OK, maybe just a few…
Our biggest dilemma was stewing over the map at night, worrying what we would miss no matter which direction we chose.
Note to self; wine is not the navigator’s friend.
Photo from my Instagram
One day we fully intended to go inland and take a helicopter over the active volcano (I told you wine was involved) Unfortunately (??!) when we arrived at the airport the next morning the helicopter pilot said it was snowing on the glacier adjacent to the volcano and “visibility would be impaired”
Really, he had us at ‘vis’, but you must watch this video, just so you don’t think we were totally crazy.
And to think we can’t even get any rain in Santa Barbara. Four days in Iceland and you’re like the star of the Weather Channel.
Volcano viewing aborted, we held true to the rest of the day’s itinerary, heading inland towards the volcano/glacier by car instead. This route is gorgeous and takes you through “The Golden Circle” which includes stops at feisty geysers and the Gullfoss waterfall. The Golden Circle is aprox. a 90 minute drive from Reykjavik.
BTW there appears to be no traffic in Iceland.
The Gullfoss gorge formed by flash flood waters forcing their way through cracks in the basalt lave layers. Average water flow is 109 cubic metre per second, but at times can reach 2,000.
The scenery is quite breathtaking everywhere you look.
It was extremely crisp and cold but with gorgeous blue skies.
Waiting For Geyser
Yes, so traffic and trees are not something you see a lot of in Iceland.
In fact, as you head away from Reykjavik you don’t see a lot of people either. Iceland is the most sparsely populated country in Europe. The locals only semi-joke that everyone knows everyone in Reykjavik and supposedly there’s actually an iPhone APP that will alert you if you’re related to the person you’re chatting up in a bar.
Awkward cousin liaison averted 🙂
The Icelandic people you do see are all extremely tall, blonde and young. So really, who needs a whole lot of that anyway??
On the second to last day of our stay we left our hotel in Reykjavik and this time set out north, again by car, to the Hotel Budir situated on the coast of The Snaefellsnes Peninsula National Park.
Ahaamazing hiking here. Just absolutely STUNNING. The hotel itself is rustically charming, the rooms very simply appointed but nice, and the food excellent. They have a great old dog named “Nails” 🙂
Truly a spectacular spot and quite unusual to see all the treeless moss and lichen covered fields of lava stretching towards the glacier in one direction and the Atlantic ocean in the other.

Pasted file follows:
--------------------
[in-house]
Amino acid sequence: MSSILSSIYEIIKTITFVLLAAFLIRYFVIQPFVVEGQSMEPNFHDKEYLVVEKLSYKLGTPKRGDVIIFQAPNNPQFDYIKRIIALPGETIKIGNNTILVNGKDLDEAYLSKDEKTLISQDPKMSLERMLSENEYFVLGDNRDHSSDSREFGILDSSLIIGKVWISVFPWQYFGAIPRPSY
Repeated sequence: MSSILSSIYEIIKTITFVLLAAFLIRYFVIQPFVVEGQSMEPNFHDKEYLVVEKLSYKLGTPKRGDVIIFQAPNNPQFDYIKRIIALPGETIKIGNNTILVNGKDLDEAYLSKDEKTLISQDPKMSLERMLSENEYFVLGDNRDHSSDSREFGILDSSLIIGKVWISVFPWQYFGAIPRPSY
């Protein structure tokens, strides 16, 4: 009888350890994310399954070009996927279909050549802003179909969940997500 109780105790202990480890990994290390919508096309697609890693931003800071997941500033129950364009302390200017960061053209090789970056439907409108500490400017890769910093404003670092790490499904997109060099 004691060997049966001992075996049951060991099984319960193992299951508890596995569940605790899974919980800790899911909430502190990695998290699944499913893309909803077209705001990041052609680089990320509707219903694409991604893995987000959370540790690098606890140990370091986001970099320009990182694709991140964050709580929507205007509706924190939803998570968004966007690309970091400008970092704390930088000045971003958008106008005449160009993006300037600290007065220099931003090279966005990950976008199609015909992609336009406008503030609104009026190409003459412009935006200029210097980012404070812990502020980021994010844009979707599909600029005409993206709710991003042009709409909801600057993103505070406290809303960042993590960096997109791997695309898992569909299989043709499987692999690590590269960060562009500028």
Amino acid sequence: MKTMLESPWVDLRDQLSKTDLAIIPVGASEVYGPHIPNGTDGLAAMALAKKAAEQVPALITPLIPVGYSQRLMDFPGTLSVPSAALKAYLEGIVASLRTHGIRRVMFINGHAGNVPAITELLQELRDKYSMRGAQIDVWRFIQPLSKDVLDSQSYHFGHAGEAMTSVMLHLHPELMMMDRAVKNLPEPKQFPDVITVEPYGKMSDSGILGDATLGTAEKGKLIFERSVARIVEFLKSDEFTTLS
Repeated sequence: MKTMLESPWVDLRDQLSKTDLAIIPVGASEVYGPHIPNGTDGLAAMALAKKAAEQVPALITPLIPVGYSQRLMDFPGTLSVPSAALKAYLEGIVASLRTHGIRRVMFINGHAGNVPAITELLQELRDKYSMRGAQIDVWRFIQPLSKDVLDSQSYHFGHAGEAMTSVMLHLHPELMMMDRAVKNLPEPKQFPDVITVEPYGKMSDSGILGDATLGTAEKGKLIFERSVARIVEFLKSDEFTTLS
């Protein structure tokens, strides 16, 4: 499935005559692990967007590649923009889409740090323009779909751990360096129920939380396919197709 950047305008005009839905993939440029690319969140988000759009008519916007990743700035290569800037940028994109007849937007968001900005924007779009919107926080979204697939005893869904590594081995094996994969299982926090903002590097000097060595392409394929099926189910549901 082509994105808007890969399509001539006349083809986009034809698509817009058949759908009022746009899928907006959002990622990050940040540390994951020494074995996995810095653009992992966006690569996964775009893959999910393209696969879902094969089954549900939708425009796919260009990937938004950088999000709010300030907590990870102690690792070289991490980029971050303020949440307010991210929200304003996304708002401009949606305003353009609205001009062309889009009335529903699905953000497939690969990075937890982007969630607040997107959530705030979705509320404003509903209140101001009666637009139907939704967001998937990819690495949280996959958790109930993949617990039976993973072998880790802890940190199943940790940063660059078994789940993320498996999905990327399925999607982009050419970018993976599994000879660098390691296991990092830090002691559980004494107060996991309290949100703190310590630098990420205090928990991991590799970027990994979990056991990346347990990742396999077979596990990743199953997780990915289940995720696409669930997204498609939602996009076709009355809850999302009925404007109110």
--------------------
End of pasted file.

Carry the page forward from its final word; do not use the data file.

Down on the beach the sand becomes darker, but this is still considered to be one of the few white sand beaches in Iceland.
Although we look like we were freezing here – with long underwear under our clothes we were perfectly dressed and cozy as could be. I have a new favourite jacket tho!
Stopping for some creamy seafood chowder at “Fjoruhusid Hellnum”, a minuscule cliffside restaurant cantilevered over the westernmost tip of the Peninsula, right before the hike was a splendid idea.
Coming upon Budir Church from the beach.
Originally built in the 1700’s and rebuilt in the 18th century, the little black Budir Church is nestled beneath the Snaefellsjokull glacier and is one of the oldest wooden churches in Iceland.
No trip to Iceland would be complete without seeing the famous Icelandic Horses. Here we stopped by the side of the road to make some new friends. It was pretty cold and my gloveless hands were semi frozen so the photos were fast and furious.
They couldn’t have been any sweeter.
SO taking this to my colourist next time I go.
Quite honestly, it seems no matter what direction you choose in Iceland, there are so many beautiful things to see and do.
We didn’t even get to the geothermal heated blue lagoons, the black beaches on the South coast, and, and, and…
The Blue Lagoon, Reykjavik
We almost went diving. Except totally not. Yes, those are people in the freezing water.
However cold whipping wind on the plains was perfect for keeping champagne cold by the end(ish) of the day.
Iceland appears to have recovered very well from its economic meltdown in 2008. Reykjavik in particular is a very happening little city. Not as far as you might think, with direct flights on Icelandic Air from Denver, Vancouver, and NY to name just a few North American cities, I highly recommend putting it on your “Places To See” list!
Blue Lagoon photo via TheAmazingBuzz.com